Phil Morris, who created a Johnnie Cochran-esque portrayal of lawyer Jackie Chiles on NBC's "Seinfeld," begins a new job hosting "You Asked for It!" Sunday at 8 on NBC. The eight-week summer series is based on a show of the same title that first aired from 1951-59.

"You Asked for It!" features bizarre rituals, amazing animals, dangerous stunts and unusual behavior in new segments, paired with footage from earlier versions. From the latter: a Chinese family that is a magnet for metal objects, a girl who cries glass tears, a church built from thousands of human bones, a snake charmer who lets a snake slither up his nose and the collapse of the greatest bridge in history.

Art Baker hosted "You Asked for It!" from 1951-58; Jack C. Smith hosted during its final season and from 1971-72. The "All New `You Asked For It' " was telecast from 1981-83 with Rich Little as host. In the '90s, the show was hosted by Jim Brogan.


Monday at 8:30 on CBS

She may have a small role, but veteran character actress Cloris Leachman could turn out to be the star of "Thanks," a sitcom from Phoef Sutton ("Cheers") and Mark Legan ("Grace Under Fire") debuting Monday at 8:30 on CBS.

Leachman, 73, has won Emmy Awards in five categories, the only actress to accomplish such a feat.

In this summer series, Leachman plays Grammy, who has accompanied her Pilgrim son, his wife and their children to the New World, but this senior still likes to ogle young men.

In the premiere, James and Polly Winthrop have survived their first Massachusetts winter in a rustic cabin. Now, along with their fellow settlers, they must decide whether to remain in the uncivilized land and face yet another year of disease and starvation or catch the next ship back to England.

James Winthrop, played by Tim Dutton, is an affable Pilgrim father who wants to stay and fulfill his dreams of building a new nation -- although he can't even build a house. Jim Rash plays his best friend, Cotton, the bumbling village idiot who wreaks more havoc than a New World winter (and talks like a surfer).

Polly Winthrop, played by Kirsten Nelson, wants to stand by her man, but her patience is tried by his unwavering optimism as well as the 50 percent mortality rate. Their three children are boy-crazy Abigail (Erika Christensen), so-smart-she-may-be-burned-at-the-stake Elizabeth (Amy Centner) and slow-witted William (Andrew Ducote).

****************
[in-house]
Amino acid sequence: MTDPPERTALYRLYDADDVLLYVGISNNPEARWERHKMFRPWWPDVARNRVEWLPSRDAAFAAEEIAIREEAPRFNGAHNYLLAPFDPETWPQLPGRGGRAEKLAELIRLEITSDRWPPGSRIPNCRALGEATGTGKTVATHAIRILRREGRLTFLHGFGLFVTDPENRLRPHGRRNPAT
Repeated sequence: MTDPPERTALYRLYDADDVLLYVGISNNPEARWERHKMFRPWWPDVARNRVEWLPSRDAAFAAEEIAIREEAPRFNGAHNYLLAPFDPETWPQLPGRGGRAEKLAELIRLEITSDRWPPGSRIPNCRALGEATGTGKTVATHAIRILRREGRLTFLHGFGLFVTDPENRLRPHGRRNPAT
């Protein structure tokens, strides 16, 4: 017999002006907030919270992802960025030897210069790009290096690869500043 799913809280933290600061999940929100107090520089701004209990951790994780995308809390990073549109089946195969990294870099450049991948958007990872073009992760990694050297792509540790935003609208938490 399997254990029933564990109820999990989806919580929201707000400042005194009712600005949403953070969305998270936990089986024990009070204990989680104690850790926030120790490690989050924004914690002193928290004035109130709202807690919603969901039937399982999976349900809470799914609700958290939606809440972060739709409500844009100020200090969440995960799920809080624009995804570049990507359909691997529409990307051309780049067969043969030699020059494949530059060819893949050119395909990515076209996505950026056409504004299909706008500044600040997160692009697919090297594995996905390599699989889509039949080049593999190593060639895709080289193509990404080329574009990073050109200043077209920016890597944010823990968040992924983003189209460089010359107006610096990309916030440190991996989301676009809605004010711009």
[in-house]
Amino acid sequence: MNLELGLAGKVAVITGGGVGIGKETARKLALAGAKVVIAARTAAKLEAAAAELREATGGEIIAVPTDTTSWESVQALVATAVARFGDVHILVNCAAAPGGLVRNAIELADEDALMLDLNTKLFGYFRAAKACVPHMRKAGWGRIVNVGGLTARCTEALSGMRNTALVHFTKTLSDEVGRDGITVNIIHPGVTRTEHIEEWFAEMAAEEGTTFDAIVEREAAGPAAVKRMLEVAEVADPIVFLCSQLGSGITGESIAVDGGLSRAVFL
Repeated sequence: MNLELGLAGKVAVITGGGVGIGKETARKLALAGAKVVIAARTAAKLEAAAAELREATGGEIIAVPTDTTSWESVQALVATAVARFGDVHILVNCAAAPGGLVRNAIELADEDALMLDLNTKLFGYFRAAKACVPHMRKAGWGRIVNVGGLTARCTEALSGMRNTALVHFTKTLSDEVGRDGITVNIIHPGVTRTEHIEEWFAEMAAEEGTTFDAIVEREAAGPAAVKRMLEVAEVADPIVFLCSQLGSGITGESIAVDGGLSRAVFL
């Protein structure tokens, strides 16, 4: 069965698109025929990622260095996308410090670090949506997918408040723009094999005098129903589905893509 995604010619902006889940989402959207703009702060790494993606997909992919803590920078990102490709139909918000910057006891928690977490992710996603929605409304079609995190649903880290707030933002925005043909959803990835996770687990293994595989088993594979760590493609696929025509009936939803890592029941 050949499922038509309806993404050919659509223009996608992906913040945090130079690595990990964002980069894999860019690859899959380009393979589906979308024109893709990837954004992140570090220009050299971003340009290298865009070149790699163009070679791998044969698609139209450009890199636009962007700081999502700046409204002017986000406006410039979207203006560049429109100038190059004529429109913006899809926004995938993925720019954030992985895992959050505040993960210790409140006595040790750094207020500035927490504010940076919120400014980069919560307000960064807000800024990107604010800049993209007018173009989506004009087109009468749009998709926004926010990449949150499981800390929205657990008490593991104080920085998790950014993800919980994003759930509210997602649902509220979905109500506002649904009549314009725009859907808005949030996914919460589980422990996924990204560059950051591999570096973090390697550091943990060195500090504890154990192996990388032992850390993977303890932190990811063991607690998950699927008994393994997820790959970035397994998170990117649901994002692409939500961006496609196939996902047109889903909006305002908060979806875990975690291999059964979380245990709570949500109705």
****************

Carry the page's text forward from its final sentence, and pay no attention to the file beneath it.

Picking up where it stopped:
As the supply ship sails into the harbor, the rest of the villagers decide it's time to forego the New World and head back to England. But the Winthrops may not.

Andrew Weyman directed the premiere from a script by Sutton and Legan, who are the executive producers of the series.


Tuesday at 2 on ABC

Robin Christopher, who played Lorna on NBC's now-defunct "Another World," joins "One Life to Live" to reprise the role of Skye Chandler, whom she played on "All My Children" from 1987-91. Skye arrives in Llanview on Tuesday scheming to destroy the happiness of an old flame.


Wednesday at 8 on WETA

If you managed to see the National Gallery of Art's blockbuster Van Gogh exhibition earlier this year, revisit your favorite paintings. If you didn't, tune in for the experience you missed. This high-definition guided tour blends art history with a look at the artist's troubled but brilliant career as it follows his early work in the Netherlands, his exposure to French Impressionism in Paris, and his intensely creative period in the south of France. Featured works among the 70 in the exhibit are "The Potato Eaters" (1885), "The Bedroom" (1988), "Self-Portrait as an Artist" (1887-1888) and "Wheat Field With Crows" (1890), one of the last works he painted before his suicide at 37.

Passages from Vincent Van Gogh's correspondence with his brother Theo, who supported him financially and emotionally, reveal the artist's despair about ever becoming successful. That his family owned most of his work was largely because he had sold virtually nothing, Many of these paintings came from the Van Gogh Museum in Amsterdam, founded by his nephew.